Bangalore: Indian shipowners are laying up more vessels that carry dry bulk commodities such as coal, iron ore, steel and grains, and even cancelling orders for new ships despite a rebound in the London-based Baltic Dry Index (BDI), a key measure of the health of global trade.
Last week, Great Eastern Shipping Co. Ltd, India’s biggest private ocean carrier, cancelled orders for two new mid-sized dry bulk carriers it had placed with China’s Cosco Shipyard Group.
The firm said it had cancelled the orders “with a view to reducing risk in the current highly uncertain business environment”.
Testing times: A file photo of a dry bulk vessel owned by China’s Sinotrans Shipping Ltd. / Bloomberg
State-run Shipping Corp. of India Ltd (SCI), India’s biggest shipping firm, has most recently laid up one more of its dry bulk carriers—the 12-year-old Maharashtra—that was due for dry docking and special survey. In December, SCI had laid up the 23-year-old dry bulk ship Lok Maheshwari, which was also due for dry docking and special survey.
Lay-up is a shipping term that means temporary cessation of trading of a vessel by the shipowner.
Apart from routine annual maintenance, a ship has to undergo dry-docking twice in five years and a special survey every four years to be allowed to operate under global maritime regulations.
Firms that until a few months ago ran their old dry bulk carriers after undertaking dry docking, surveys and renewals are now reconsidering investing Rs5-6 crore for such an exercise because falling rentals no longer can cover operating expenses. The latest lay-ups and order cancellations come in spite of the BDI bouncing back.
On Wednesday, the index climbed 9 points to 920 points from 911 points on Tuesday.
The index, which measures costs for shipping dry bulk commodities such as coal, iron ore, steel and grains, had plunged to to 663 points in December from a record level on 20 May, pushed down by a credit squeeze and waning demand for global trade.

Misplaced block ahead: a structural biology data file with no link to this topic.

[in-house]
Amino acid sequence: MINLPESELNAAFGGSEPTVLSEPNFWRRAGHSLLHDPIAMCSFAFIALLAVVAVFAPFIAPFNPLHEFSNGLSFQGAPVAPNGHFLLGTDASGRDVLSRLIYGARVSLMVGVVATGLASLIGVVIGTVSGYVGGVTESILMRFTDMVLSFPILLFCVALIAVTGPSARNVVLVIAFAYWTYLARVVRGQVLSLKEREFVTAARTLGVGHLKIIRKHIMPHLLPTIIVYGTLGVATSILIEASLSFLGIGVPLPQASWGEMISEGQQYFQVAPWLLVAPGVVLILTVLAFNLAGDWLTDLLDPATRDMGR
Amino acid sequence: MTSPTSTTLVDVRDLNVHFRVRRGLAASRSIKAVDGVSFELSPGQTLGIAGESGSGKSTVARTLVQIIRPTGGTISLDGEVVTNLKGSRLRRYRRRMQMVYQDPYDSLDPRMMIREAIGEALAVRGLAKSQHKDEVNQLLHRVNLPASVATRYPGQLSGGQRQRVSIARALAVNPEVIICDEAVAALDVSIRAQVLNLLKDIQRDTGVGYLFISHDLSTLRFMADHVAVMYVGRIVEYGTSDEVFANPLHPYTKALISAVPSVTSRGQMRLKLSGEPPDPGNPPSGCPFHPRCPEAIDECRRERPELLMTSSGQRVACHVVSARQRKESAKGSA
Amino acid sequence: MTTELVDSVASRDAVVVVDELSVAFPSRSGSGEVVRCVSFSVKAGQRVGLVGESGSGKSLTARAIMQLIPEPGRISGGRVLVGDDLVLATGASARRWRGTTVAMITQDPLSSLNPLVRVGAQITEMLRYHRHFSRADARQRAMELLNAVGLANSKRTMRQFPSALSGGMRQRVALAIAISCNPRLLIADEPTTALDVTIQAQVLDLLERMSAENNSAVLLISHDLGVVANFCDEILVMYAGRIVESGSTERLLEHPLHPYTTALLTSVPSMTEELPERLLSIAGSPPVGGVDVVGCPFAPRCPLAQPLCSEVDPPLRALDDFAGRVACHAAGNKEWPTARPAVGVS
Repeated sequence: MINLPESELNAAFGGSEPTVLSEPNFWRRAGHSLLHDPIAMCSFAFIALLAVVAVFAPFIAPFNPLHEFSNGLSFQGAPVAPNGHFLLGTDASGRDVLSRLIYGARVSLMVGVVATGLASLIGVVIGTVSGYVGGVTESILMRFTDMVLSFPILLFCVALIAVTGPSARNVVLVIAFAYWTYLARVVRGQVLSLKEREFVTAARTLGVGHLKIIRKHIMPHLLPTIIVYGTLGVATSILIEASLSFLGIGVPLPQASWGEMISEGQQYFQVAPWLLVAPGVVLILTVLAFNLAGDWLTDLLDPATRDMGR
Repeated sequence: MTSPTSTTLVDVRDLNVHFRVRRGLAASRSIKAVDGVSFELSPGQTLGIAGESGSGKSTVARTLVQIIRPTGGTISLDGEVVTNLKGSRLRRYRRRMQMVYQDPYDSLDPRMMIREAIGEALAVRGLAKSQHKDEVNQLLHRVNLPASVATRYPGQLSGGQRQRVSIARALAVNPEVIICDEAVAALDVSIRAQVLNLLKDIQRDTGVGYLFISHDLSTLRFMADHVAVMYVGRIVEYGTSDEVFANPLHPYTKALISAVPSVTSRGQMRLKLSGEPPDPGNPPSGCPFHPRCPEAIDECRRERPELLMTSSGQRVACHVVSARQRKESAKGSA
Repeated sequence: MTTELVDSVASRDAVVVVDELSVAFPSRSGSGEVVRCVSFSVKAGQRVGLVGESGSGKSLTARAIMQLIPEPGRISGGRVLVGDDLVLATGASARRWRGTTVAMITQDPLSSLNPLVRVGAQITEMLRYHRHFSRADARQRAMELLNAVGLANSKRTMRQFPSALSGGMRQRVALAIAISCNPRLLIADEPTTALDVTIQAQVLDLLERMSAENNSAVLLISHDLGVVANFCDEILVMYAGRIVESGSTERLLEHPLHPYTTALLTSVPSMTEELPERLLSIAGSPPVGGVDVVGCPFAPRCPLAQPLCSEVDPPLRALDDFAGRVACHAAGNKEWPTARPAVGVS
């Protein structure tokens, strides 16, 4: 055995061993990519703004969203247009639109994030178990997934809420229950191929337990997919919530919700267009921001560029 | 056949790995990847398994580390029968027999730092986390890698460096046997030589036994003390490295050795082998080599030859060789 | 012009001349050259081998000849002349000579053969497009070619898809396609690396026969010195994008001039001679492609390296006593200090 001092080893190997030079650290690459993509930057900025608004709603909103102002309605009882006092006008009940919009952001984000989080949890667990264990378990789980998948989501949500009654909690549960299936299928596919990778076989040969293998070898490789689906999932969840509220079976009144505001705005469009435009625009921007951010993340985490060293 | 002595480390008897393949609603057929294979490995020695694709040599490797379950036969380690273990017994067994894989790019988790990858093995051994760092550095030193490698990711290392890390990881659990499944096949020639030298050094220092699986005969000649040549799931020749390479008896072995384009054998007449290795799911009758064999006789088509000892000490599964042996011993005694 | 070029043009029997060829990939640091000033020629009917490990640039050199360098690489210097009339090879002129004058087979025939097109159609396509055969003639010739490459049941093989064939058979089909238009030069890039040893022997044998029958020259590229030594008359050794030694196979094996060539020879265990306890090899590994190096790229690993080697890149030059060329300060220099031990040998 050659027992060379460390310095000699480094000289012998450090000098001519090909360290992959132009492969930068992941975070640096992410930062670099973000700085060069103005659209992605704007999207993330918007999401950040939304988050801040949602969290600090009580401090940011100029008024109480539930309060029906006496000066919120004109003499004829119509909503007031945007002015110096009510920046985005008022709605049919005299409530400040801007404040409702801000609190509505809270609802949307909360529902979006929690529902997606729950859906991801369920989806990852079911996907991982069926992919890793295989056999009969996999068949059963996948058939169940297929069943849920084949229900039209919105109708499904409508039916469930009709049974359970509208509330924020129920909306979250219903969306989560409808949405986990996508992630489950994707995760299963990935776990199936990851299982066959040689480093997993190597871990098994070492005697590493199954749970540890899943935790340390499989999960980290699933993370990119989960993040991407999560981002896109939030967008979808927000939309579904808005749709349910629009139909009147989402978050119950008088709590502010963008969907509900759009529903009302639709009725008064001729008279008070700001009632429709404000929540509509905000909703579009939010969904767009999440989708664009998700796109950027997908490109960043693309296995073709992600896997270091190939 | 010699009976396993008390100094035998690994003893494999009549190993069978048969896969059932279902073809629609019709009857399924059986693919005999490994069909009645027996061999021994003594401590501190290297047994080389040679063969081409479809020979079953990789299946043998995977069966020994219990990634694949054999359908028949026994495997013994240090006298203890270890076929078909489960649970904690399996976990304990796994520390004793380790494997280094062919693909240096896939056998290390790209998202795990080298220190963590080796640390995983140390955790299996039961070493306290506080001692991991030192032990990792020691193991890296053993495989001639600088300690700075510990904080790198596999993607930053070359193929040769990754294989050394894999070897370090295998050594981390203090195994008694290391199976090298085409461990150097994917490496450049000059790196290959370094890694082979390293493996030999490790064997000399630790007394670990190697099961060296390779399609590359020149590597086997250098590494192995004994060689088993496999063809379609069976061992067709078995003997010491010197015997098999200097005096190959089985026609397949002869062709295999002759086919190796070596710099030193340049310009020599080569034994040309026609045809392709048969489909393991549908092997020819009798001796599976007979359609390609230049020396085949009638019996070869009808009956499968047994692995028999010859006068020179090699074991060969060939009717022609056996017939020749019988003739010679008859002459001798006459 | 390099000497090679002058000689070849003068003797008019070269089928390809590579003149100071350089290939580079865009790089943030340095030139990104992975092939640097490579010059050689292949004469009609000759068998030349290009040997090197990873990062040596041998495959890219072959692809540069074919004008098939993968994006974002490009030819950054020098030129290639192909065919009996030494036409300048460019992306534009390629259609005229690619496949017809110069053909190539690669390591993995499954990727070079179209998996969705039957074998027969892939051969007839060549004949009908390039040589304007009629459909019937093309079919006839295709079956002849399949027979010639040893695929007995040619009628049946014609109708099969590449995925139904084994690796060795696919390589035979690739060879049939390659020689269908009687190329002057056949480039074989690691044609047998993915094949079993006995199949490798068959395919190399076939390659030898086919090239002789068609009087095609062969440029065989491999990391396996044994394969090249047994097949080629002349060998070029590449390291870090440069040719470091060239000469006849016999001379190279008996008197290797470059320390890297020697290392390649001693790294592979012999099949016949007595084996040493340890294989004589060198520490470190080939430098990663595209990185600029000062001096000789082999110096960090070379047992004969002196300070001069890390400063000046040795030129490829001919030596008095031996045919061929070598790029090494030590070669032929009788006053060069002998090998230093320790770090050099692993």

Frozen credit lines have paralyzed the shipping trade since mid-September, drastically reducing shipments and, in turn, the use of dry bulk carriers.
A lack of access to letters of credit, in which banks guarantee payment for merchandise, added to the problem.
As for the recent rally in the BDI, experts are hesitant to read it as an indicator that the market has turned.
“It is not a sustained rally as of now,” said T.V. Shanbhag, group adviser to India’s biggest ship-broking firm, Mumbai-based Trans Ocean Agency Pvt. Ltd. “It is momentary. The problems with letters of credit persist.”
He added that given the extent of the fall over the past few months, a minor improvement of even 5% or 10% will not make a difference.
Others, however, suggest the sharp fall was inevitable because the index had been heavily oversold.
“As a result, even some positive development could lead to some kind of a recovery in the sector,” K. Ramachandran, chief investment officer at Barclays Wealth, the wealth management business of Barclays Bank Plc., said by phone from Mumbai. “It could be a technical bounce-back.”
Conditions should become clearer when China, the world’s biggest importer of iron ore, completes price negotiations with suppliers for its new annual contract beginning February, said Ramachandran.